But the Republican descriptions of the allegations in the memo echo a theme that has been lodged against the FBI’s Russia-Trump probe since last spring, when Nunes, who also was a member of Trump’s transition team, summoned reporters to the Capitol to declare that some of the Trump campaign’s communications had been swept up in legal surveillance under FISA.
After that incident, Nunes recused himself from the committee’s Russia probe when the House Ethics Committee said it was investigating him for potential "unauthorized disclosures of classified information." He was later cleared.
But Republicans, without providing any details, have continued to raise allegations of FISA abuse in their complaints about the Russia probe, suggesting, for example, that the FBI used the dossier to persuade the secretive Foreign Intelligence Surveillance Court during the 2016 campaign to issue an order to surveil Carter Page, a campaign foreign policy adviser to Trump who had previously worked in Moscow. Trump referenced that claim in a tweet last week that confused many on Capitol Hill before the House voted on the FISA bill his administration supported.
No evidence has surfaced that the dossier played a role in the monitoring of Page or in triggering the FBI’s probe of Russian election meddling. The New York Times reported last month that a report from Australia’s ambassador to London triggered the investigation.
Citing the memo’s existence, privacy advocates on Friday urged the president to veto the bill Congress passed to reauthorize the controversial section 702, which Congress voted to approve this week and which allows intelligence agencies to spy on foreigners who are outside the US.
However, Rep. Mike Conaway, the Texas Republican who’s led the committee’s Russia investigation since committee Nunes stepped aside, said the FISA memo, written by Republican staff on the committee, does not relate to section 702.
“[Section] 702 was not directly related,” Conaway told reporters Friday. “FISA’s a very broad law, with multiple sections. Section 702 was not involved.” Conaway declined to provide more details but said, “we’re very troubled by what we found,” adding that he’s seen “much of” the memo’s underlying evidence.
Though Conaway said he’s “leaning in” the direction of making the memo public, he acknowledged that Congress has only limited ability to declassify documents. “We’re talking to the parliamentarian about how that might happen, but that conversation’s ongoing and has not been resolved yet,” Conaway said.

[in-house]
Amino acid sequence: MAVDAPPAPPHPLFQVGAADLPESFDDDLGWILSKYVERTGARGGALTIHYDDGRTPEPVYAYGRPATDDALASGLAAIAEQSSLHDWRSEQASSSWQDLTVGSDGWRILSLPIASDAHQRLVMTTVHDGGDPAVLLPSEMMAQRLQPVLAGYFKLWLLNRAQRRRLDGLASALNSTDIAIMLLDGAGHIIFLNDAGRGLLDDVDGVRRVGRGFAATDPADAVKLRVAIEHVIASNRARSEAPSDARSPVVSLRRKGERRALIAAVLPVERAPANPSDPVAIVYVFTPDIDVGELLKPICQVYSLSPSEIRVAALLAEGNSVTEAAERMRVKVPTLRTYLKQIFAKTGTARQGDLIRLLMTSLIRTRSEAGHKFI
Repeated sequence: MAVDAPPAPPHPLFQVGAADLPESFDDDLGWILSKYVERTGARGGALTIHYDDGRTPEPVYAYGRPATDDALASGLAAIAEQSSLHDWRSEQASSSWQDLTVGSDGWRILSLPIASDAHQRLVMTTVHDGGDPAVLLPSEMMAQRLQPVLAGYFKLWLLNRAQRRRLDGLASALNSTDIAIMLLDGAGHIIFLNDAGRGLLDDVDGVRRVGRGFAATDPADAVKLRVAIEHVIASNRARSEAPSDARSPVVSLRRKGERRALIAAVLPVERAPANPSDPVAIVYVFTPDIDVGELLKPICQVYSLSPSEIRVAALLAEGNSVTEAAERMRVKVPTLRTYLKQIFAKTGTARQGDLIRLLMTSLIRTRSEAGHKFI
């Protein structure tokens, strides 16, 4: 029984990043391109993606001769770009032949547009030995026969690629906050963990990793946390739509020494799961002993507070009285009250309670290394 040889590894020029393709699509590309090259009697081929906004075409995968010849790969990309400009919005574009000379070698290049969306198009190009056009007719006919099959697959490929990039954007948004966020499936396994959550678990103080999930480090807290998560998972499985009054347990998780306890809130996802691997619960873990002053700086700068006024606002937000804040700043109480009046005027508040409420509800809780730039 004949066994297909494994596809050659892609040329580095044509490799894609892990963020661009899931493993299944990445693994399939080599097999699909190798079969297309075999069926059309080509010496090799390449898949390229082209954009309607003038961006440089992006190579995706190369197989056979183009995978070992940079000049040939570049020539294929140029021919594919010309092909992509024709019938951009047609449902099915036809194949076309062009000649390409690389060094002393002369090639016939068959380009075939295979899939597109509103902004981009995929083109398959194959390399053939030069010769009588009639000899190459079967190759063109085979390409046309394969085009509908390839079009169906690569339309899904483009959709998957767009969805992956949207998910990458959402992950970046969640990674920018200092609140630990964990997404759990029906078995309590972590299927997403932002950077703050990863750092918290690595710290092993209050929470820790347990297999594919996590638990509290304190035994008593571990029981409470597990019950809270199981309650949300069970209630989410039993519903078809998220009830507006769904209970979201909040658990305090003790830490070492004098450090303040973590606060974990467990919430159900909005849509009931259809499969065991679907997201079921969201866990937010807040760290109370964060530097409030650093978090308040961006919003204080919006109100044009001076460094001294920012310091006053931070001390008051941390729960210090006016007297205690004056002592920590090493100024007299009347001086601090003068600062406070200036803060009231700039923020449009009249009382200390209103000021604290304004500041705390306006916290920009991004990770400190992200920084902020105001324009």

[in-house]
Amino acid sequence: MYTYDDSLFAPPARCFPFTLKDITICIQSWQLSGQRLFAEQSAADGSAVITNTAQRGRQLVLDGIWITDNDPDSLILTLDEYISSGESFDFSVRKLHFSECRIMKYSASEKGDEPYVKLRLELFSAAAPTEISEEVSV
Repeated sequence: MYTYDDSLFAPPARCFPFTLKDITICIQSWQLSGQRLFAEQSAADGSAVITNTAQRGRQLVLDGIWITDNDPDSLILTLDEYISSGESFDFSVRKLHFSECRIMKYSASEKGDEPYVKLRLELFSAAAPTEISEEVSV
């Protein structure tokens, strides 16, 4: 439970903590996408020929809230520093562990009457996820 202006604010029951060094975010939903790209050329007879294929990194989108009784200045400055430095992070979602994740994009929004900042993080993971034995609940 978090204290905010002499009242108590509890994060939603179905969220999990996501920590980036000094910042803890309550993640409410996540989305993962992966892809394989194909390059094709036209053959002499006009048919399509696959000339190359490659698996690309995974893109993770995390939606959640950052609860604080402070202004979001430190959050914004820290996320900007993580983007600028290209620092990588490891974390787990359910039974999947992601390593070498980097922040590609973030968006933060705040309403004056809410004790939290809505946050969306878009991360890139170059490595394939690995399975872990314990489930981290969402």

Republicans pushing for the classified memo’s release argued that releasing it wouldn’t compromise the FBI’s sources and methods. “It will, however, reveal the feds’ reliance on bad sources and methods,” New York Rep. Lee Zeldin said in a statement Thursday.
Schiff’s statement blasting Republicans for the FISA memo echoed a sharp warning issued by his Democratic counterpart on the Senate Intelligence Committee before the holidays. In a rare speech about the Russia investigation on the Senate floor, Sen. Mark Warner, the vice chair of the committee, called attention to a “seemingly coordinated” effort involving some Republican members of Congress, White House staff, and right-leaning media to discredit Mueller’s criminal probe.
Warner asked his colleagues to make a “clear and unambiguous statement that any attempt by” Trump to remove Mueller, pardon witnesses, or shut down the investigation would be "a gross abuse of power and a flagrant violation of executive branch responsibilities and authorities."
The speech followed accusations from House Republicans — many of whom are those now most vocal in calling for the release of the FISA memo — of anti-Trump bias on Mueller’s team. They cited, among other things, text messages sent by Peter Strzok, a high-ranking FBI counterintelligence agent who had worked on both the Hillary Clinton email and Russia investigations, that were critical of Trump during the 2016 campaign.
At the time, Ohio Rep. Jim Jordan, who is now calling for the FISA memo’s release, said the Department of Justice should appoint a second special counsel to investigate the allegations of bias. Mueller has removed Strzok from his team, and the Justice Department’s Inspector General office is reviewing the FBI’s handling of the Clinton probe.